But I can see how some of his comments could ruffle feathers in the same way that Bill Cosby did a few years ago when he started ranting about what he saw as a lack of responsibility among the black lower and working class. The main difference here is that Glasper is very much a contributor to the culture. He's a working class, studied musician whose cross-genre collaborations (soul/hip-hop/jazz) have afforded him the opportunity to critique the hell out of it.
The only point he's trying to make in his "producing is the new drug" analogy is that he feels music is more of a hustle than an art form to the new generation. Sure, he has a biased definition of "real music" (instrument-based, etc.) just like some folks have a bias regarding "real hip-hop." But I think there's no denying the influence and allure commercial radio still holds, even in an Internet age. A young kid on the come-up is trying to be seen and heard, so he's going to re-produce what he's seeing and hearing to a certain extent to ensure that. And sure, there was a Motown back in the day, but there was also a Stax, a Philly International, a Curtom, and so on — all representing a wide range of sonic blackness, and all getting airplay at the same time. Impossible to say that today.
When I talked to Glasper he said he's done over 200 interviews for this album, most covering the same ground, so I tried to expand on the convo a bit. Good discussion though.
Hats off to Rodney for getting him to speak frankly, btw. The writeup in the New York Times didn't expose his flawed logic at all. You know how to make people human, don't you?
I downloaded Black Radio yesterday and it's quality shit. I mean real quality shit. I'm playing it now, in fact....but maybe Glasper should shut the fuck up more and just play:
"I think they just play stuff that most of the time puts black people in a bad light. The songs that are so-called hot now talk about bitches and hoes, or money, or just the same stuff that degrades us as a people."
True, they do pick the same bullshit to put out over the airwaves and it should be more varied in regard to what black artists have to offer...but that's where the problem ends. Fuck the good light/bad light bullshitshit. Fuck the perceptions of ignorant, simple minded, racist mutherfuckers who are unable to understand that black people aren't homogenous and represented by a few songs that get played on the radio. Demanding social awareness of every black rapper or singer that gets attention so we'll all be accepted is destructive, unrealistic, and counterproductive...and if you subscribe to the idea that it's necessary, then you make yourself an accomplice of racists. I don't give a fuck about what ignorant niggas do. And if I want to entertain myself by indulging in their ignorance, I can do so without contributing to the impugnment of the black race.. Besides…Chasing/wanting/bragging about bitches, hos, and money is human. It's relevant. Nothing particularly degrading about wanting to get off and get money. I'm a pretty intelligent guy, yet today I'm going to get paid and then later tonight, I'll get laid. And here I am talking about it on CL. Throw in the fact that it's a WHITE piece of ass that I'm plotting on, and it really muddies the waters, doesn't it?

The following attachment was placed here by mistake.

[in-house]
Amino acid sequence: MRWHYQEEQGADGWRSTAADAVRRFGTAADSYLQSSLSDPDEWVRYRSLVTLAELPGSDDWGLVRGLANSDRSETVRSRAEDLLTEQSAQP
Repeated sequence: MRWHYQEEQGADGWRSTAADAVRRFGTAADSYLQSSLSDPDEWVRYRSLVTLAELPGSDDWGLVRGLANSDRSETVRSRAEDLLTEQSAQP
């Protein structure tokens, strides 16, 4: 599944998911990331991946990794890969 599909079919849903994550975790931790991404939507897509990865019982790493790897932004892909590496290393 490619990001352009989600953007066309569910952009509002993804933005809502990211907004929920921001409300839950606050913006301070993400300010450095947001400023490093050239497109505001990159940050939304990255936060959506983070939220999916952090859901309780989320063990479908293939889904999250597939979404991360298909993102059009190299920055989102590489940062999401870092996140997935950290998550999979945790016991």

"But back in the day it was the opposite. It wasn't a money thing, it was how different are you and how good are you."
What imaginary time period in commercial music is this fool referring to? Every since the marriage of radio waves and records, music execs have clamored to copy and re-copy successful acts...with the results being very homogenous sounding commercial music. Think Motown. Everyone gets all sentimental about it, but Gordy was churning out some really formulaic sounding shit in the 60s. Nothing new here. We have our moments where the American audience embraces a mold-breaking sound, but that's always been the exception.
"There are certain things you can't translate to a machine or a loop that instruments can do with each person putting that emotion into that guitar part, that drum part, that piano part"
And vice versa. Electronic music made with a sampler, beat machine, or computer is just as relevant as the traditional instruments in a live performance. If I'd been saying this in 1910, sure you could have called me crazy…but the MPC has a respected place in music now; there's some beautiful art being created with USB instruments. True, there are a lot of shitty mouseclickers calling themselves producers, but to characterize all of them as irrelevant shows a terrible lack of awareness -- maybe even a little insecurity. What a fucking dipshit this guy is.
Love his music though.
Welcome to the party, black guy. White people commercial radio has been just as barren for even longer.
I think he means Cumberland Mall. River Bend Apartments, the famous ones, are just inside 285 across the river from Ray's on the River.
Clermont Lounge this Wednesay Feb. 8th - DJ Klever, Grip Plyaz and more (Blondie) bring some ones and have some fun. $5 before 11pm
@miss.quidice look whose STALKING, now...haha. and I didnt say touch it, I said see it..."honey".
@ yelawolffan I am pretty sure he would'nt let you touch it honey.
i wanna see his dick...
riders OF the storm
riders OF the storm
I MAKE MY OWN DAMN WORDS
THEY'RE TOO HARD TO RECALL
LIKE A WHITE GUY FULL OF INK
OR A BRAINDEAD BUNCH OF TWINKS
riders OF the storm
Riders of the storm...ummm a little band called the Doors...for real..??
"riders of the storm"?
i wanna see this "storm" chick before i pass judgement on what is, on the surface, a terrible tattoo.
I like that he's out there, takin' it sleazy for me.
Creative Loafing Atlanta